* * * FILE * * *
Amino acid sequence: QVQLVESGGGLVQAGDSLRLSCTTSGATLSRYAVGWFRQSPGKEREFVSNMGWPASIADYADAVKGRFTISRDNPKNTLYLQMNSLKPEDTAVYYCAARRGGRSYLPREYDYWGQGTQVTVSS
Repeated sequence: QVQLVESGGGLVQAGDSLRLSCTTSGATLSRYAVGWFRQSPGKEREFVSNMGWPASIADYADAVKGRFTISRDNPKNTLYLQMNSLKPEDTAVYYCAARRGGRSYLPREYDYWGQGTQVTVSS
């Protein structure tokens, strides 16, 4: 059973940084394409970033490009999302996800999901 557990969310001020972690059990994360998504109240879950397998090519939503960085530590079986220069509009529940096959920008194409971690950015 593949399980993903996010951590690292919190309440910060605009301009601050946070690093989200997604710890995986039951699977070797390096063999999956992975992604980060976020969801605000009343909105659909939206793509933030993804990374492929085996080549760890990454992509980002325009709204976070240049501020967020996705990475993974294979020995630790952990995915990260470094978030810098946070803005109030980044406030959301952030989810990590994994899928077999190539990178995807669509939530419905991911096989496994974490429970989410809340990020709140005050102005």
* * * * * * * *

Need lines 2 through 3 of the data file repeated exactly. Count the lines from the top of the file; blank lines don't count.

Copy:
Repeated sequence: QVQLVESGGGLVQAGDSLRLSCTTSGATLSRYAVGWFRQSPGKEREFVSNMGWPASIADYADAVKGRFTISRDNPKNTLYLQMNSLKPEDTAVYYCAARRGGRSYLPREYDYWGQGTQVTVSS
């Protein structure tokens, strides 16, 4: 059973940084394409970033490009999302996800999901 557990969310001020972690059990994360998504109240879950397998090519939503960085530590079986220069509009529940096959920008194409971690950015 593949399980993903996010951590690292919190309440910060605009301009601050946070690093989200997604710890995986039951699977070797390096063999999956992975992604980060976020969801605000009343909105659909939206793509933030993804990374492929085996080549760890990454992509980002325009709204976070240049501020967020996705990475993974294979020995630790952990995915990260470094978030810098946070803005109030980044406030959301952030989810990590994994899928077999190539990178995807669509939530419905991911096989496994974490429970989410809340990020709140005050102005």